The thought of writing this post has been with me for a while. What made me finally write it, was a comment I saw in a support group for people who suffer from an autoimmune disease called Sjogren’s Syndrome. I’m a member of this group. I joined a few months after getting diagnosed (the path to my diagnosis is a different story, that I will leave for a different post). I joined out of a feeling of isolation and fear. I now know that I’m neither alone with this disease nor with feeling isolated and scared. Some reasons for the latter I would like to lay out here in more detail.
What was in that post that suddenly motivated me to write? It was a simple statement that brought back all the feelings of sadness and anxiety that I lived through especially in the first few months of the disease:
“It never occurred to me that one day I’d wake up sick and never get better”.
Of course, I did get better, but – and this part is very hard to convey to anyone who does not suffer from a chronic illness, I believe – I am now living in a different body and this has changed my life.
For months now, I have been struggling to learn how to operate this mysteriously different little machine. Things I thought I had learned about myself in the first 30 years of my life turned out to be no longer valid. They range from rather trivial things (I clearly no longer tolerate lactose) to fundamental ones (I no longer have much tolerance for stress or infections). Now a night of bad sleep, a cold and even my monthly period can knock me out for several days by causing a flare.
The whole concept of a flare was new to me. It’s a fundamental feature of many autoimmune diseases and is characterized by a sudden increase in symptoms or symptom intensity. What exactly that means for every single person is something you get to figure out on you own. For me (at the moment) a flare typically consists of the following: My dry eyes get noticeably worse, there is a steep increase in sensory sensitivity (sounds, light and touch can be unpleasant or even painful, so I tend to avoid people) and certain joints start to hurt (my wrists, the left knee and the right hip, typically). What I hate most though, are symptoms I suspect to be neurological: sudden weakness of my muscles, especially in my legs, general fatigue and brain fog. The muscle weakness feels mentally exhausting because it means I can no longer do any movement automatically. Instead I have to carefully plan and command each step. Each step is slow and I fear that I might fall. This can be mentally so demanding that I just need to stop or I start to cry. This is the kind of thing that drives me into despair. The fatigue is similar. It’s like all the energy got sucked away. Occasionally I stall in something I was doing or even just in the middle of a thought. Everything just stops. Someone I met at a support group meeting very fittingly described this phenomenon as “the stare”. It made me smile, because I knew exactly what he meant. It’s like falling asleep without closing the eyes (often with mouth open). Brain fog could be seen like a muscle weakness and fatigue applied to thinking. As my physical movements slow down, so does my thinking. It feels like wading through clouds. To me, a person who is usually a fast thinker and speaker, this is very frustrating. I can’t find the right words, am unable to focus and lose track of my thoughts in the middle of sentences.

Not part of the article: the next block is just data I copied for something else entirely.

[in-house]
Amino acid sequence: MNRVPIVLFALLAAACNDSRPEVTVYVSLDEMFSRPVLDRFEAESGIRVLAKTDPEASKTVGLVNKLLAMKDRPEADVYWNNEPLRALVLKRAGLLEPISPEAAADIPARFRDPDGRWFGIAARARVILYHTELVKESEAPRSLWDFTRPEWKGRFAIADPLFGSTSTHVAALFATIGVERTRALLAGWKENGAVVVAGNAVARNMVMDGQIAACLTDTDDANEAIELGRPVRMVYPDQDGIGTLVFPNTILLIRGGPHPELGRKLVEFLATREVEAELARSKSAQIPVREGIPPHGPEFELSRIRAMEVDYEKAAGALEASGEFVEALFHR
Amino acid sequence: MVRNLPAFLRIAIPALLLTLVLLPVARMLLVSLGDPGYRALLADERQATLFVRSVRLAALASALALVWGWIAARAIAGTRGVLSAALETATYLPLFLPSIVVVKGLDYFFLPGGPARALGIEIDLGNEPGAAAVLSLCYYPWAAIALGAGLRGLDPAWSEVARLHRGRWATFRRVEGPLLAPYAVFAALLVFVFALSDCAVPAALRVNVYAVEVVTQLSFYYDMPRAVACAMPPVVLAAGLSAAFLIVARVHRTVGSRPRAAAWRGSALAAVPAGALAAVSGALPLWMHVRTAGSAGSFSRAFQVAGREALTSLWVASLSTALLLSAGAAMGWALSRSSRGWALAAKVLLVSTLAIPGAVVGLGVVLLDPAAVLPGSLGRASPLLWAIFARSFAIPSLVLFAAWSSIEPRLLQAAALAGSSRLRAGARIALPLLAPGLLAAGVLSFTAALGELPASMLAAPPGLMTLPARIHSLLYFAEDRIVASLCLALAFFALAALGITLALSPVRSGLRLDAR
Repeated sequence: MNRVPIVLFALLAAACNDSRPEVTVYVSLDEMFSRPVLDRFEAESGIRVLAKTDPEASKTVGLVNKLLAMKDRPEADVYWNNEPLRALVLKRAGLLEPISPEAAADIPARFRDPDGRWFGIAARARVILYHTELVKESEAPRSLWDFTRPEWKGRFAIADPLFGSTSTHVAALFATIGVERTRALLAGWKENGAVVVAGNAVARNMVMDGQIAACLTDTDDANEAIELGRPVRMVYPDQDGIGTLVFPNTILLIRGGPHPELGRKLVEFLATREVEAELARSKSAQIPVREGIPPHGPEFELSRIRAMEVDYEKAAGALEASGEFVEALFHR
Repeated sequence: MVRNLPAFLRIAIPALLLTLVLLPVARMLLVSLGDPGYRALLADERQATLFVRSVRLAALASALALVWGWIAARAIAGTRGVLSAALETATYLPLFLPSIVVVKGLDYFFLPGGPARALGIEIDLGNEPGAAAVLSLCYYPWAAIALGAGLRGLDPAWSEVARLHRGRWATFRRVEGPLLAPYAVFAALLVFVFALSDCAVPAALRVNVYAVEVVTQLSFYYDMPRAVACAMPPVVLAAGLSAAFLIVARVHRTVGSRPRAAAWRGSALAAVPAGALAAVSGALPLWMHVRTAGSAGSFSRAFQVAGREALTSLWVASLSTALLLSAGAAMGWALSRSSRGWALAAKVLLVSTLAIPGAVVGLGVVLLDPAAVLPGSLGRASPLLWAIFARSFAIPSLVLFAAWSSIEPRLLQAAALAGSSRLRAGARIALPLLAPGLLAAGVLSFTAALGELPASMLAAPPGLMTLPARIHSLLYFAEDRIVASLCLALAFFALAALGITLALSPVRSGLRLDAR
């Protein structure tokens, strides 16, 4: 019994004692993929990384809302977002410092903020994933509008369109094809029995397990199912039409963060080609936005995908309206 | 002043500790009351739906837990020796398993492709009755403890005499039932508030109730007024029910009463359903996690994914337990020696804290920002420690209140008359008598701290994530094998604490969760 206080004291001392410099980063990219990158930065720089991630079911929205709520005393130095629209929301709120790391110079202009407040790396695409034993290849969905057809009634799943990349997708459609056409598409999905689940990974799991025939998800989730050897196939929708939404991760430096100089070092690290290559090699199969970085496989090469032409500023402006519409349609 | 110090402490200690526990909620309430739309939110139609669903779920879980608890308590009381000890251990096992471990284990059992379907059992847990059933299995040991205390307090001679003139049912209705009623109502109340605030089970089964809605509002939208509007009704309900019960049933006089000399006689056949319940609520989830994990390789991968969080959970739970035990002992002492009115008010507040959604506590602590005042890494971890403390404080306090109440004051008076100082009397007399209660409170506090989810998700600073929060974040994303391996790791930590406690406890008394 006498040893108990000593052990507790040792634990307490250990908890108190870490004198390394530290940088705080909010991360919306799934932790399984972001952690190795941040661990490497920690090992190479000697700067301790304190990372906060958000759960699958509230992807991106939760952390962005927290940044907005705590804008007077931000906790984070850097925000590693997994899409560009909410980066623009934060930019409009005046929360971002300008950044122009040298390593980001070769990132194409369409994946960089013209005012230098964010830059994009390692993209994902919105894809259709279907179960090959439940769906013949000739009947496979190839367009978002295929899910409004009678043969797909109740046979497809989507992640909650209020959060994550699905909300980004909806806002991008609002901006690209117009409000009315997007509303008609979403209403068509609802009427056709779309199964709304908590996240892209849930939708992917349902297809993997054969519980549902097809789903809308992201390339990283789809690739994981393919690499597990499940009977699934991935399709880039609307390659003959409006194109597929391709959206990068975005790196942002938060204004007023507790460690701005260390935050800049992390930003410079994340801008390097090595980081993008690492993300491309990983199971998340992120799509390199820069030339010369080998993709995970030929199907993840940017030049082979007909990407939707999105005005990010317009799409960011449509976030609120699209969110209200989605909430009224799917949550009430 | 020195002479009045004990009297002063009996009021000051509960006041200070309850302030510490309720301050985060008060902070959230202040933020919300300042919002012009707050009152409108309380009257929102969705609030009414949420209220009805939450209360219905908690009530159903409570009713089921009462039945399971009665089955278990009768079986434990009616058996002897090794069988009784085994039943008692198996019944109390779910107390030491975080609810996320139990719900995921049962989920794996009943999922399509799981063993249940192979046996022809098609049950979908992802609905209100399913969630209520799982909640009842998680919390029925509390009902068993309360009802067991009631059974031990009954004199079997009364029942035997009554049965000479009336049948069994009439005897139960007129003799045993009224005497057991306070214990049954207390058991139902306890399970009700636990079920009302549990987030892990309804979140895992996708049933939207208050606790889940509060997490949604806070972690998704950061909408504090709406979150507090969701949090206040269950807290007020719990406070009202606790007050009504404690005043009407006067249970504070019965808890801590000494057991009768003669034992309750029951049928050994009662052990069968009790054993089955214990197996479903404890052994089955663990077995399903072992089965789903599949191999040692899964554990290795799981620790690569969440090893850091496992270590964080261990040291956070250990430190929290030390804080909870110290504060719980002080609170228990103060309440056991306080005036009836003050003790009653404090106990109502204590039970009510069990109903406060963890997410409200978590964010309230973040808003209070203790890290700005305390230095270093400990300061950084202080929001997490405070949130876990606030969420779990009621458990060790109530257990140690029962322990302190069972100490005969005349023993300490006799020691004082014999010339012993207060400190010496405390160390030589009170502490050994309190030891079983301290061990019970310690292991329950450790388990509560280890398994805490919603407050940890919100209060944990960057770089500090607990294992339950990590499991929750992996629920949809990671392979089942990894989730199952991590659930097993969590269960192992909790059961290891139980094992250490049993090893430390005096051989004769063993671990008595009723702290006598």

All of this literally changed within weeks. Before I got sick with Sjogren’s, I was pretty healthy. I think anyone going through a period of perceived rapid decline in health and general physical abilities would be scared. Especially before receiving a diagnosis, when one doesn’t know yet what is going on. But even after being diagnosed, as symptoms keep evolving (new type of rash here, a wound that doesn’t heal there) the perceived high level of unpredictability of your own body is scary.
Luckily, I don’t have all those symptoms every day. No, there are definitely good days and even good weeks. However, bad days come again, and again, and again. Going through the same thing over and over and not being able to do much other than accept your situation and trying to comfort yourself is hard. It can make you feel hopeless. And if you are not met with understanding and support you end up feeling isolated.
Maybe being trained as a scientist has helped me handle my situation. I don’t mean the flexible work hours (though they do help). Rather, being used to think as a scientist has helped me to view my situation with a rational, open mind and to explore my options. I could take a curious look at some of my symptoms. I could make careful observations, for example noting down various symptoms to identify patterns and trigger stimuli, and I could read through the scientific literature. This has helped me not only to better understand and appreciate my new body, but also to find good strategies to live with it. For example, I found a good diet that seems to help reduce symptoms. Through physical therapy I got to know which of my joints and muscles are weak and how I can move and train them to avoid damage and inflammation. Also, I am now able to spot early signs of a flare, which allows me to seek rest and potentially avoid worsening of the symptoms.
All in all, getting sick with an autoimmune disease has resulted in a year of self-experimentation and discovery. I’ve learned a lot and most days I now again look hopeful into the future. This new me even came with some surprising positive features such as an overall improved mood (paradoxical, I know!). That said, I haven’t forgotten the desperation and sadness I felt over a life I thought I would no longer have. My thoughts are with all those who (still) feel that way – they deserve an environment that meets them with love, understanding and support. We may be changed, but we are not broken.